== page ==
Hearts of Palm Salsa

Switch up your salsa by adding tender, creamy hearts of palm.

hearts of palm salsa with blue corn chips on a plate

Vicky Wasik

Why It Works

  • Finely dicing the ingredients helps to preserve their distinct flavors and crisp texture.
  • Hearts of palm add creaminess and structure to the salsa. 
  • Salting and draining diced tomatoes improves their texture, flavor, and color.

This fresh and tangy salsa is like a chunky pico de gallo with a little twist: tomatoes, onion, cilantro, lime juice, and hearts of palm—the white inner core of specific varieties of palm trees. The combination of sweet-tart tomatoes, pungent red onion, herbal cilantro, tart lime juice, and  creamy hearts of palm works wonderfully as a fresh-tasting topping for grilled meat and tacos or as a quick, tasty appetizer when paired with crunchy tortilla chips.

Hearts of palm, also known as palmito, chonta, and swamp cabbage, grow in the tropical climates of Central and South America, and they’re widely available in canned or jarred form. When harvested, they’re cut into long cylinders that resemble thick spears of white asparagus, and they have a creamy, hearty texture, with a delicate vegetal flavor that’s comparable to artichokes. While delicious raw, they can also be fried, grilled, baked, shredded and used as a meat alternative, or blended into a dip.

This salsa is loosely inspired by hearts of palm salad, or salada de palmito, a popular side dish for meat entrées in Costa Rica and Brazil, among other places. In Brazil, cubes of ripe avocado may be added, while the Costa Rican version often contains diced tomatoes and bell peppers. While the specific ingredients tend to vary from country to country, the common denominator is the hearts of palm.

This is a straightforward recipe to put together, and most of the work involved centers on  chopping the ingredients. However, that doesn’t mean you shouldn’t pay attention. When it comes to salsa, I like a fine dice for all the ingredients, since it means that every bite will have a balance of flavors and textures. Another thing you have to pay attention to is the tomatoes: since tomatoes contain a lot of water, I toss the diced tomatoes with salt to draw out excess moisture, which happens to both intensify their color and flavor and improve their texture.

Once you’ve prepared your vegetables, all you have to do is mix everything together for a bright, flavorful, and somewhat unusual salsa.

Recipe Facts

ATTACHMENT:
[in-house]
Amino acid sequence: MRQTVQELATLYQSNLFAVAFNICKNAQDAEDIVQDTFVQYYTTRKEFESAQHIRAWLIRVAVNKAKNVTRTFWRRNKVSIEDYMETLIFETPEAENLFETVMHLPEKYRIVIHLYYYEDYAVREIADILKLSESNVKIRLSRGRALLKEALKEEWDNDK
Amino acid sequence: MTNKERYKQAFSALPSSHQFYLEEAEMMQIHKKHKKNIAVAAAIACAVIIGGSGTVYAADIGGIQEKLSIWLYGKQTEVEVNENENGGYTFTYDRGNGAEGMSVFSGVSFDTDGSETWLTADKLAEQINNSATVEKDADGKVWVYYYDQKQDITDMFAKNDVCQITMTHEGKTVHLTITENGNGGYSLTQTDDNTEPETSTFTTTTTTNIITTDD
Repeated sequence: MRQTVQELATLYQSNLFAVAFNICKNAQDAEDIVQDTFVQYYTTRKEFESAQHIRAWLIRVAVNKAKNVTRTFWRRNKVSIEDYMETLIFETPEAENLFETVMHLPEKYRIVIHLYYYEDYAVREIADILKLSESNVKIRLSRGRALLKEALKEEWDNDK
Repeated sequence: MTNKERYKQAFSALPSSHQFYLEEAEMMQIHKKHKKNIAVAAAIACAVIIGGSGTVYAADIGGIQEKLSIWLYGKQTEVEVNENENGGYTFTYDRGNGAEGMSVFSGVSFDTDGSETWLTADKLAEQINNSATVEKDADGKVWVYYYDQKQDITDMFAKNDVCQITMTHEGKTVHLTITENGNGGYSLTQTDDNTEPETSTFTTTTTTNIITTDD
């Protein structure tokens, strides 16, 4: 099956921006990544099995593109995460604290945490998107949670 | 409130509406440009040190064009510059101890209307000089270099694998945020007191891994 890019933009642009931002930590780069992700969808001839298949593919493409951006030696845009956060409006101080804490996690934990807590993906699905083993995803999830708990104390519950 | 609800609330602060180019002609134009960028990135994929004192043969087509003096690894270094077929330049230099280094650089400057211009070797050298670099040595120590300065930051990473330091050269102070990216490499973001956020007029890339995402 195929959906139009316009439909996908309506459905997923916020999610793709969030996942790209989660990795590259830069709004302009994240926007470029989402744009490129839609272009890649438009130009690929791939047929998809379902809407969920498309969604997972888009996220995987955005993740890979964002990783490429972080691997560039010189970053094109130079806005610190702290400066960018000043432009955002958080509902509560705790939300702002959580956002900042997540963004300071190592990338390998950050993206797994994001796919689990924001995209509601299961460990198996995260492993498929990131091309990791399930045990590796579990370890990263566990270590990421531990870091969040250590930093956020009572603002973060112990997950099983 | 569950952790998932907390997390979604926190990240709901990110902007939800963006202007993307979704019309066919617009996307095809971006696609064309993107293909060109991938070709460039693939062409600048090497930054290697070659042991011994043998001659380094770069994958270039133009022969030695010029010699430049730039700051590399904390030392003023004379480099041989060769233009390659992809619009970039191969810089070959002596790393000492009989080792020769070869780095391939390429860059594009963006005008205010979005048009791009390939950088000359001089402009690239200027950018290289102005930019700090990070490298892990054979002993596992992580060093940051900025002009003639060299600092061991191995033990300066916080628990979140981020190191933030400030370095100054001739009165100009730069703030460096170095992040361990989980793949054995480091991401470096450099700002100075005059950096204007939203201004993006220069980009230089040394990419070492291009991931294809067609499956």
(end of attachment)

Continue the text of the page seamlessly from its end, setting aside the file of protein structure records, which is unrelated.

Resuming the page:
Prep: 40 mins
Total: 40 mins
Makes: 1 quart

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Ingredients

  • 1 pound (450g) ripe plum tomatoes (about 5 tomatoes), cut into 1/4-inch dice 
  • 1 teaspoon (4g) Diamond Crystal kosher salt, plus more for seasoning; for table salt, use half as much by volume or equal amount by weight
  • One 14-ounce (400g) can hearts of palm, drained and cut into 1/4-inch dice
  • 1/4 red onion (about 2 ounces; 60g), finely diced 
  • 2 medium garlic cloves (10g), finely grated or minced
  • 1 jalapeño chile (about 1 1/2 ounces; 45g), stemmed, seeded, and finely diced 
  • 1/4 cup (12g) roughly chopped fresh cilantro leaves
  • 1 tablespoon (15ml) fresh lime juice from 1 lime
  • Tortilla chips, for serving (optional)

Directions

  1. In a large bowl, add tomatoes and salt and toss to combine. Transfer tomatoes to a fine-mesh strainer or colander and set inside large bowl. Let drain for 30 minutes; discard liquid and wipe out bowl.

    chopped tomatoes seasoned with salt in a fine mesh strainer over a bowl to release excess liquid

    Vicky Wasik

  2. In now-empty bowl, add drained tomatoes, hearts of palm, onion, garlic, jalapeño, cilantro, and lime juice; mix until thoroughly combined.

    hearts of palm salsa being made in a stainless steel bowl

    Vicky Wasik

  3. Serve immediately with tortilla chips, or transfer to an airtight container and refrigerate for up to 4 days.

    Hearts of palm salsa on a plate with blue corn chips

    Vicky Wasik

Special equipment

Fine-mesh strainer or colander

Make-ahead and Storage

Salsa can be refrigerated in an airtight container for up to 4 days.